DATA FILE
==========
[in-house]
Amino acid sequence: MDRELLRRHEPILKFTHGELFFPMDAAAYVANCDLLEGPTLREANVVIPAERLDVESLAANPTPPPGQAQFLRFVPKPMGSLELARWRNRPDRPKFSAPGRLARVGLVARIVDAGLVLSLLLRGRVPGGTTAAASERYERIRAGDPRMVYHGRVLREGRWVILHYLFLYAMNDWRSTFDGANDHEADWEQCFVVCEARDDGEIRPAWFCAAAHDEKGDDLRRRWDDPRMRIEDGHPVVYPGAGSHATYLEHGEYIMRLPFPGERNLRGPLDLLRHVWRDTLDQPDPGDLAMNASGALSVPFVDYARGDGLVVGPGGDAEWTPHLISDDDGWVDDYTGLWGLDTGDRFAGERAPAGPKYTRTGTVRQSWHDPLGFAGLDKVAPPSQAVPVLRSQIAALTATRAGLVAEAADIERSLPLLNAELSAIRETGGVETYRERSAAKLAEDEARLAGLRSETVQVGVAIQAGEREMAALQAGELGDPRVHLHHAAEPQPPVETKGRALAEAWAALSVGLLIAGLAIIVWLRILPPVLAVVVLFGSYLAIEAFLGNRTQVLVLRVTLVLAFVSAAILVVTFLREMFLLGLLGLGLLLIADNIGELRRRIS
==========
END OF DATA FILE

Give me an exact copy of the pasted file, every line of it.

[in-house]
Amino acid sequence: MDRELLRRHEPILKFTHGELFFPMDAAAYVANCDLLEGPTLREANVVIPAERLDVESLAANPTPPPGQAQFLRFVPKPMGSLELARWRNRPDRPKFSAPGRLARVGLVARIVDAGLVLSLLLRGRVPGGTTAAASERYERIRAGDPRMVYHGRVLREGRWVILHYLFLYAMNDWRSTFDGANDHEADWEQCFVVCEARDDGEIRPAWFCAAAHDEKGDDLRRRWDDPRMRIEDGHPVVYPGAGSHATYLEHGEYIMRLPFPGERNLRGPLDLLRHVWRDTLDQPDPGDLAMNASGALSVPFVDYARGDGLVVGPGGDAEWTPHLISDDDGWVDDYTGLWGLDTGDRFAGERAPAGPKYTRTGTVRQSWHDPLGFAGLDKVAPPSQAVPVLRSQIAALTATRAGLVAEAADIERSLPLLNAELSAIRETGGVETYRERSAAKLAEDEARLAGLRSETVQVGVAIQAGEREMAALQAGELGDPRVHLHHAAEPQPPVETKGRALAEAWAALSVGLLIAGLAIIVWLRILPPVLAVVVLFGSYLAIEAFLGNRTQVLVLRVTLVLAFVSAAILVVTFLREMFLLGLLGLGLLLIADNIGELRRRIS